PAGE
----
About The American Leader

The American Leader was created to give the casual news consumer and time-pressed but concerned citizen easy access to concise summaries of the common problems facing the country and the solutions being pursued by the government, business, and not-for-profit sectors to address them. As political parties, special interests, and the news of the day vie for our attention in a never-ending cycle of headlines and top stories, The American Leader’s executive-style intelligence briefs on the problems, solutions, and leaders make it a go-to reference for a quick and steady look at what’s at stake, what progress is being made, and who are some of the catalysts. Presented for the citizen CEO who is no longer willing to accept that issues are “too complex” to understand and who is ready to take a more active role in solving our problems, The American Leader is also a marketplace of ideas that provides convenient links for maximizing the impact of individual political and economic power.

By cutting through the ever-expanding stream of data, opinion, and lies that challenge us to identify and remain focused on common purpose and the issues that matter most, The American Leader aims to empower its users to act more confidently and decisively in the voting booth, the executive suite, and at home in our communities. In this respect, we can all be American leaders.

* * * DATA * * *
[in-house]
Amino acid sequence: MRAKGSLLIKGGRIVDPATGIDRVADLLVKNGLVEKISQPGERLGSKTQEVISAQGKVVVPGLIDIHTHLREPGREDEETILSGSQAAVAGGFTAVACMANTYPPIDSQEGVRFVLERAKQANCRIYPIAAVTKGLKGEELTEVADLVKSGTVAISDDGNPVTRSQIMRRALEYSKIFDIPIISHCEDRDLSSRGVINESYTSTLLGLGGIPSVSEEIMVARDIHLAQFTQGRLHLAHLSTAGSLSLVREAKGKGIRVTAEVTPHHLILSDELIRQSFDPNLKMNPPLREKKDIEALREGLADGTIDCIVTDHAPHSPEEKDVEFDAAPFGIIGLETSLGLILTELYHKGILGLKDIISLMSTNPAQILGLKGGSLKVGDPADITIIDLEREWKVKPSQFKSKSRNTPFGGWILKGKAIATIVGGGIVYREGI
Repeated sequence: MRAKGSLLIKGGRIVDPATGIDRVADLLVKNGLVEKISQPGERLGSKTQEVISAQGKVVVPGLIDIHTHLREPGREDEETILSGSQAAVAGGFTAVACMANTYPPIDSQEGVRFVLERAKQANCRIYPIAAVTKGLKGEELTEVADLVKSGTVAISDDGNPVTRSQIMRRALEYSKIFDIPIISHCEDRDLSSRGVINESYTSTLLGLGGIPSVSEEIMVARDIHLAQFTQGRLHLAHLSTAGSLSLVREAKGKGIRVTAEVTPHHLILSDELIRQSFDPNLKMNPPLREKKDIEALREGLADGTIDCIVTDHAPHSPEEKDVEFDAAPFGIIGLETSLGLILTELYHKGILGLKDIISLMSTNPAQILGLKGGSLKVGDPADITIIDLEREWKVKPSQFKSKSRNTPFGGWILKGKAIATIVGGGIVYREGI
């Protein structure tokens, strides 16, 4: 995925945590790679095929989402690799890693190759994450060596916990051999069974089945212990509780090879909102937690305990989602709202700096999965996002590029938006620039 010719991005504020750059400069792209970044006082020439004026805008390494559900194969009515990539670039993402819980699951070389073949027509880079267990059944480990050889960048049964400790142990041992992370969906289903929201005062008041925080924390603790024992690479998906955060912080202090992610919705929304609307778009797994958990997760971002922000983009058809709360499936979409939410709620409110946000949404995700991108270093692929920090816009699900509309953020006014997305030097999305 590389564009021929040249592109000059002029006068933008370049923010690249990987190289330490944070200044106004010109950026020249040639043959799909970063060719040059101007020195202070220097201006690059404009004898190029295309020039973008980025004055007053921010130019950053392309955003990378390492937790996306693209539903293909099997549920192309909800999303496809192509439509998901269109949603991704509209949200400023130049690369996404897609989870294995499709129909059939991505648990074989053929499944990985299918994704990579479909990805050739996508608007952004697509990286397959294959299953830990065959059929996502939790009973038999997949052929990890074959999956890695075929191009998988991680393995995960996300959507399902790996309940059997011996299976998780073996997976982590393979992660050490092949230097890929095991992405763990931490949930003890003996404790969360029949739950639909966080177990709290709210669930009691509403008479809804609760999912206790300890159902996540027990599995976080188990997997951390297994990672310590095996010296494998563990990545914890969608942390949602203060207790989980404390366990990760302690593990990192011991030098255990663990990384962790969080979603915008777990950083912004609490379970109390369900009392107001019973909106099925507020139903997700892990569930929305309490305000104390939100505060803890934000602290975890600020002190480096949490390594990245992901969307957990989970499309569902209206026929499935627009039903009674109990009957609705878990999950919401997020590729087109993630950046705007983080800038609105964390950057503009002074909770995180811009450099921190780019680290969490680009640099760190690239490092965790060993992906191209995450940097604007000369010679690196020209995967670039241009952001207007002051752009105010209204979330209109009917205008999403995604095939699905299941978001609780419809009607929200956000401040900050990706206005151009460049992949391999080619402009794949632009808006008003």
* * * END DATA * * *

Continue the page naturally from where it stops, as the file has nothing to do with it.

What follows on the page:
Our Bias

We launch The American Leader at a time when people are accused of having bias, as if bias were a bad thing. Thus, we find it necessary to identify some of our biases. So, these are among the biases you will find here on the site:

    • All people are biased. Some of us may do a better job than others at recognizing our biases in order to accommodate other points of view.
    • Bias is not a reason to end debate nor to disregard a person’s point of view; it is a useful starting point for finding common ground. We are concerned that some people who accuse others of being biased often do so to close their minds to the views of people who disagree with them and to avoid engaging in common purpose with them.
    • Common purpose, not divisive speech or distortion and denial of facts, is what makes America great. Our broad national purpose is to remain indivisible in the pursuit of life, liberty, happiness, and justice for all. Coming together to solve the problems of American society – and then agreeing to the right balance of solutions – is a work in progress.
    • Problems don’t go away just because we choose not to believe they are real or because they are inconvenient to our business or our politics. As citizen CEOs, we need to work really hard to clarify our different priorities and build common ground around the most effective solutions, not just the ones that are easy for our partners to accept.
    • Democrats and Republicans are partners in American democracy, just as government and business are partners in sustaining the American economy. When the partners don’t work together, when party is placed before country, the greater good suffers.